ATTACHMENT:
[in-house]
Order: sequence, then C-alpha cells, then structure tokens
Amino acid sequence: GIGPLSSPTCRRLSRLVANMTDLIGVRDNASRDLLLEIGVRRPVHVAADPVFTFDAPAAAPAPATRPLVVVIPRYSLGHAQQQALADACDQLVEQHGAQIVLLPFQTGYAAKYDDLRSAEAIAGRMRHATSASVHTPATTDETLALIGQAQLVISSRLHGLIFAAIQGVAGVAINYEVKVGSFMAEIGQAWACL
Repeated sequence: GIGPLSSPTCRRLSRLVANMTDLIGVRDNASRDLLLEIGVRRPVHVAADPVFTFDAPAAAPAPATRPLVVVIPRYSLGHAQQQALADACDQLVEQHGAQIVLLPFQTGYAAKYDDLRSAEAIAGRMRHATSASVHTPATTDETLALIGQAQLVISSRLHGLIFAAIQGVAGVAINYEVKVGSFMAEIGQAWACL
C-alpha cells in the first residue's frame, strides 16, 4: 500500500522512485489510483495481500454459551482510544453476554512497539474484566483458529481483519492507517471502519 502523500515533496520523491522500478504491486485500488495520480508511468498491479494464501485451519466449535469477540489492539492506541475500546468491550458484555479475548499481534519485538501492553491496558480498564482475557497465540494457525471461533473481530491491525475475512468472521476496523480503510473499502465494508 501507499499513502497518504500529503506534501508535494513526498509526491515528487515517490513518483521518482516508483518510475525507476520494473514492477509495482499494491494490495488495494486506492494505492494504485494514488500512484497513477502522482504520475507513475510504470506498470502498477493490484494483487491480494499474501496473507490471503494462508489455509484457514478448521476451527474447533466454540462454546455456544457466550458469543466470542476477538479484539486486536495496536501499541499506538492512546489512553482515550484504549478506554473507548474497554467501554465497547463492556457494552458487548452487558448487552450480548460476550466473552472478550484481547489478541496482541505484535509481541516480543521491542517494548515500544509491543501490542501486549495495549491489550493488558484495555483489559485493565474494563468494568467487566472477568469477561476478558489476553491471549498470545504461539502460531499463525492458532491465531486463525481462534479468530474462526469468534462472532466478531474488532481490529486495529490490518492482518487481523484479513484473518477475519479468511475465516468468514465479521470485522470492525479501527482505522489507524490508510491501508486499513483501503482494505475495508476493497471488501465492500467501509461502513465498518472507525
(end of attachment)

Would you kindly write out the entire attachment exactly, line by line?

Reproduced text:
[in-house]
Order: sequence, then C-alpha cells, then structure tokens
Amino acid sequence: GIGPLSSPTCRRLSRLVANMTDLIGVRDNASRDLLLEIGVRRPVHVAADPVFTFDAPAAAPAPATRPLVVVIPRYSLGHAQQQALADACDQLVEQHGAQIVLLPFQTGYAAKYDDLRSAEAIAGRMRHATSASVHTPATTDETLALIGQAQLVISSRLHGLIFAAIQGVAGVAINYEVKVGSFMAEIGQAWACL
Repeated sequence: GIGPLSSPTCRRLSRLVANMTDLIGVRDNASRDLLLEIGVRRPVHVAADPVFTFDAPAAAPAPATRPLVVVIPRYSLGHAQQQALADACDQLVEQHGAQIVLLPFQTGYAAKYDDLRSAEAIAGRMRHATSASVHTPATTDETLALIGQAQLVISSRLHGLIFAAIQGVAGVAINYEVKVGSFMAEIGQAWACL
C-alpha cells in the first residue's frame, strides 16, 4: 500500500522512485489510483495481500454459551482510544453476554512497539474484566483458529481483519492507517471502519 502523500515533496520523491522500478504491486485500488495520480508511468498491479494464501485451519466449535469477540489492539492506541475500546468491550458484555479475548499481534519485538501492553491496558480498564482475557497465540494457525471461533473481530491491525475475512468472521476496523480503510473499502465494508 501507499499513502497518504500529503506534501508535494513526498509526491515528487515517490513518483521518482516508483518510475525507476520494473514492477509495482499494491494490495488495494486506492494505492494504485494514488500512484497513477502522482504520475507513475510504470506498470502498477493490484494483487491480494499474501496473507490471503494462508489455509484457514478448521476451527474447533466454540462454546455456544457466550458469543466470542476477538479484539486486536495496536501499541499506538492512546489512553482515550484504549478506554473507548474497554467501554465497547463492556457494552458487548452487558448487552450480548460476550466473552472478550484481547489478541496482541505484535509481541516480543521491542517494548515500544509491543501490542501486549495495549491489550493488558484495555483489559485493565474494563468494568467487566472477568469477561476478558489476553491471549498470545504461539502460531499463525492458532491465531486463525481462534479468530474462526469468534462472532466478531474488532481490529486495529490490518492482518487481523484479513484473518477475519479468511475465516468468514465479521470485522470492525479501527482505522489507524490508510491501508486499513483501503482494505475495508476493497471488501465492500467501509461502513465498518472507525